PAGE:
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Rubio-Cardin Bill Passes The House, Heads To The President’s Desk To Be Signed Into Law

Jul 6, 2016 | Press Releases

Washington, D.C. – Last night, the U.S. House of Representatives approved ‎H.R. 3766, the Foreign Aid Transparency and Accountability Act. The legislation, which will now be signed into law by the president,‎ was sponsored in the Senate by U.S. Senators Marco Rubio (R-FL) and Ben Cardin (D-MD). U.S. Reps. Ted Poe (R-TX) and Gerald Connolly (D-VA) sponsored the House version. This new law will bring greater transparency and accountability to U.S. development and economic assistance programs by requiring the public posting of data about these efforts. The bill also extends this transparency and accountability to some aspects of security assistance, specifically the International Narcotics Control and Law Enforcement (INCLE) program.

“This legislation is a win for taxpayers in Florida and across the country who recognize the importance of American engagement in the world but want to ensure their dollars are being used effectively to advance our interests and values,” said Rubio. “American taxpayers will no longer be left in the dark about how and where their tax dollars are being spent when it comes to foreign assistance. This new law will increase the amount of information the public has access to, and it’s an important way the American taxpayer can hold these programs accountable. I am proud to have been part of authoring this legislation, and I am pleased to see it head to the White House to be signed into law.”

“The United States remains a generous leader on foreign development, aid programs and economic assistance worldwide,” said Cardin. “But with more than a dozen federal departments and agencies delivering U.S. foreign assistance, we must ensure the highest possible efficiency,  effectiveness, and transparency of our precious foreign assistance investments. I’m pleased the Foreign Assistance Transparency and Accountability Act is now on its way to the President to become law. The bill sends a clear message to the American taxpayer, as well as governments and civil society in developing countries,  that transparency and accountability are absolutely critical to the effectiveness of our foreign assistance programs. This information will not only enable American citizens to better understand our foreign assistance efforts, but will allow recipient countries to better include aid flows in their budgets and planning, and will provide NGOs, legislators and citizens in the developing world with the information they need to hold their governments accountable for the assistance they receive. Once signed, the United States will finally be taking steps to fulfilling  our obligations under the International Aid Transparency Initiative (IATI).”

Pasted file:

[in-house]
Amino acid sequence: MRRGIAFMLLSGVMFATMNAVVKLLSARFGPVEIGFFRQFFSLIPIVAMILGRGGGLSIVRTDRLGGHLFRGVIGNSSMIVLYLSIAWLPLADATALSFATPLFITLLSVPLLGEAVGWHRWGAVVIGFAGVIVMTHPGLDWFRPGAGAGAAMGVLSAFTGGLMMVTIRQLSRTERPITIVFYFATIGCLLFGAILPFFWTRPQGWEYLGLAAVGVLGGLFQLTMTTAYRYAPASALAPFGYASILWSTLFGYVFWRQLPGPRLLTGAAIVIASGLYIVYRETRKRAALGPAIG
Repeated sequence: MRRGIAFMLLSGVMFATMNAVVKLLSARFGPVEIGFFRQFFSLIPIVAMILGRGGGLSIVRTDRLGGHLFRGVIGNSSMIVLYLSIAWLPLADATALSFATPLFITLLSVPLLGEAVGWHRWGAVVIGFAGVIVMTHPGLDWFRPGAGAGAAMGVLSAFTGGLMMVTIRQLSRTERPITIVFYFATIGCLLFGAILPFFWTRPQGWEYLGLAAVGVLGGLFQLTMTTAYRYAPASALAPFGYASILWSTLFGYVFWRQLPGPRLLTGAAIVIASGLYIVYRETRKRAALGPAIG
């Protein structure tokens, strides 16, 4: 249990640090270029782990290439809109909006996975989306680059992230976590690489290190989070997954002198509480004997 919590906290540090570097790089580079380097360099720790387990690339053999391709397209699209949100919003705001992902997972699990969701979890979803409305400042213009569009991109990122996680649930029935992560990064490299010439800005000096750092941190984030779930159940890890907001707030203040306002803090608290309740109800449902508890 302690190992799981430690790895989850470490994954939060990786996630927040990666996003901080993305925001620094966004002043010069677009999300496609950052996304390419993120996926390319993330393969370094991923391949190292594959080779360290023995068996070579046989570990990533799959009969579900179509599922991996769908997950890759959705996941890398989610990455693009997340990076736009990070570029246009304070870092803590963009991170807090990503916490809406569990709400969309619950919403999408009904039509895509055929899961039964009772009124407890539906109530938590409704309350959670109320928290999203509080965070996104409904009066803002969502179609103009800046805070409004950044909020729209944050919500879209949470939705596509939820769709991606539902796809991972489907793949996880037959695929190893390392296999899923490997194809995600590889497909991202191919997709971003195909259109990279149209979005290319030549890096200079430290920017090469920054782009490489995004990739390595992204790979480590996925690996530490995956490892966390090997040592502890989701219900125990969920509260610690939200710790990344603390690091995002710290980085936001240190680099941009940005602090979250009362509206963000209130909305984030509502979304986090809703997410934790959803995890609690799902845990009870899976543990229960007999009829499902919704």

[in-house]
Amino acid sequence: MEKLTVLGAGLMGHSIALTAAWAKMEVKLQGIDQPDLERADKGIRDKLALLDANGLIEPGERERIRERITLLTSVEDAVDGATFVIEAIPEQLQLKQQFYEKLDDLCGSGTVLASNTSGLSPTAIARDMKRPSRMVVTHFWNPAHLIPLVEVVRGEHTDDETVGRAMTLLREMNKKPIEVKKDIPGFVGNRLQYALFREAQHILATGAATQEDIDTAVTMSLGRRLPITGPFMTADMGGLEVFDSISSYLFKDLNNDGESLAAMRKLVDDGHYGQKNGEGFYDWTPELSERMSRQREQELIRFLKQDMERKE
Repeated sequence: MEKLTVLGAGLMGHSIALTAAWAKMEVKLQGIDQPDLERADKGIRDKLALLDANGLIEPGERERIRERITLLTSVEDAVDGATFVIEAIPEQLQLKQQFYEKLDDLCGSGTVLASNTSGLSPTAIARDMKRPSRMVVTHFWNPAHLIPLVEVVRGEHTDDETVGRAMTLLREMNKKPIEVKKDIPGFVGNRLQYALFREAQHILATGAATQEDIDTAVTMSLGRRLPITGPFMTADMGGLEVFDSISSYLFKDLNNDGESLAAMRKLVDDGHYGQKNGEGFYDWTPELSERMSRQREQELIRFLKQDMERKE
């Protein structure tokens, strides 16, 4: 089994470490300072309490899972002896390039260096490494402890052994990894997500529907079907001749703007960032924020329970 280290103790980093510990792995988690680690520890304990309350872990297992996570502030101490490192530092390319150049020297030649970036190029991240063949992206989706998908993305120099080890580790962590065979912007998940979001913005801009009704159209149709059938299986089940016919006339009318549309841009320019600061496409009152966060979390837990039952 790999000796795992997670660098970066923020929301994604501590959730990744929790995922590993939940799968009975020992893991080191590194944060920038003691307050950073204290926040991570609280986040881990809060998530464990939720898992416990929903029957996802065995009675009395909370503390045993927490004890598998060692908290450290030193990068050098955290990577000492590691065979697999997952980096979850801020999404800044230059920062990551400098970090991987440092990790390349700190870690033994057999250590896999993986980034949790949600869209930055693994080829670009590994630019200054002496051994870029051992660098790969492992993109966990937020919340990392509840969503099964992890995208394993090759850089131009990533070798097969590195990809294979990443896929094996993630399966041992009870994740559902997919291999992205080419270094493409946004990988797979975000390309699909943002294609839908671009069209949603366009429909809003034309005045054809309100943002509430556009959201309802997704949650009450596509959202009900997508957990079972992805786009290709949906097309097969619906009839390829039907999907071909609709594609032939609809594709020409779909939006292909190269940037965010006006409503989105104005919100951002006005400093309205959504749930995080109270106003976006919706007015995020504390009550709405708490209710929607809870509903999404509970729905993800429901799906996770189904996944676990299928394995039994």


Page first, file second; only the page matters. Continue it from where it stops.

The “Foreign Aid Transparency and Accountability Act of 2015” (S. 2184) was introduced last year and requires the President of the United States to establish and implement guidelines with measurable goals, performance metrics, and monitoring and evaluation plans across U.S. international assistance programs. It also requires the Secretary of State to ensure the ForeignAssistance.gov website contains detailed information regarding U.S. foreign assistance on a program-by-program and country-by-country basis that is updated quarterly. The act would further require that analysis be undertaken by the Government Accountability Office (GAO) to inform Congress on relevant agencies’ adherence to these benchmarks.

The act passed the House of Representatives in December of last year, and it passed the Senate with modifications last week before returning to the House for final passage last night.

Transparency and accountability in U.S. foreign assistance benefits the American people, who have a right to know how their tax dollars are being spent, and it also allows recipient countries to better include aid flows in their budgets and planning. Additionally, civil society, lawmakers and citizens in developing countries can better hold their governments accountable and reduce the incidence of corruption.

The legislation is supported by a diverse group of dozens of NGOs and civil society organizations, including the Modernizing Foreign Assistance Network (MFAN).